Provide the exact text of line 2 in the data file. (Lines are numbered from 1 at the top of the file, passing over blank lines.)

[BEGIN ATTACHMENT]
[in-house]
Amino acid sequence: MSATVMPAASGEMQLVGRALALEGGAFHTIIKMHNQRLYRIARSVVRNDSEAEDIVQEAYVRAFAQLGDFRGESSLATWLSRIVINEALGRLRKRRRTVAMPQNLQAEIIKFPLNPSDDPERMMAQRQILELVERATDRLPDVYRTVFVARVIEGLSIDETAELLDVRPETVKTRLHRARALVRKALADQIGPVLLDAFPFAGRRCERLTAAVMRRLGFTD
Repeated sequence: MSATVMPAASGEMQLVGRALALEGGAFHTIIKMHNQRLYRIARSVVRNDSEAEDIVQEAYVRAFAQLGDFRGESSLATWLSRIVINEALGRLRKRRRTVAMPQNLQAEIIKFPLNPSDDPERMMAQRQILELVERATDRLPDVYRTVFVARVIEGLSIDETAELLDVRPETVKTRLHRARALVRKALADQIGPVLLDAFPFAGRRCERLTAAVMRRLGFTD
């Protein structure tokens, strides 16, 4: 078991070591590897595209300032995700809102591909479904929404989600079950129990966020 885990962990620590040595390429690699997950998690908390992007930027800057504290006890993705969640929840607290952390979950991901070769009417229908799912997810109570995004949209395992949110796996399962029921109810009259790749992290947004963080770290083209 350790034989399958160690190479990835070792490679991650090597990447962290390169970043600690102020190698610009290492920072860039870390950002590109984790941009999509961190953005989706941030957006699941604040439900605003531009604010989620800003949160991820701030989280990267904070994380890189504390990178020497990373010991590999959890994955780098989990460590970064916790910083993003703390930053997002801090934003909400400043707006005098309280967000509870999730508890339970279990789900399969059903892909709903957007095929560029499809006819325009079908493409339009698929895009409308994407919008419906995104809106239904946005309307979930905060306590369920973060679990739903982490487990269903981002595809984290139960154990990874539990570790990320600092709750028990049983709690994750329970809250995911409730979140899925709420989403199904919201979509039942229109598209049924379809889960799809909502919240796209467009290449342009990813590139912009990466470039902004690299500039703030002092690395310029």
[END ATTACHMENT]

Amino acid sequence: MSATVMPAASGEMQLVGRALALEGGAFHTIIKMHNQRLYRIARSVVRNDSEAEDIVQEAYVRAFAQLGDFRGESSLATWLSRIVINEALGRLRKRRRTVAMPQNLQAEIIKFPLNPSDDPERMMAQRQILELVERATDRLPDVYRTVFVARVIEGLSIDETAELLDVRPETVKTRLHRARALVRKALADQIGPVLLDAFPFAGRRCERLTAAVMRRLGFTD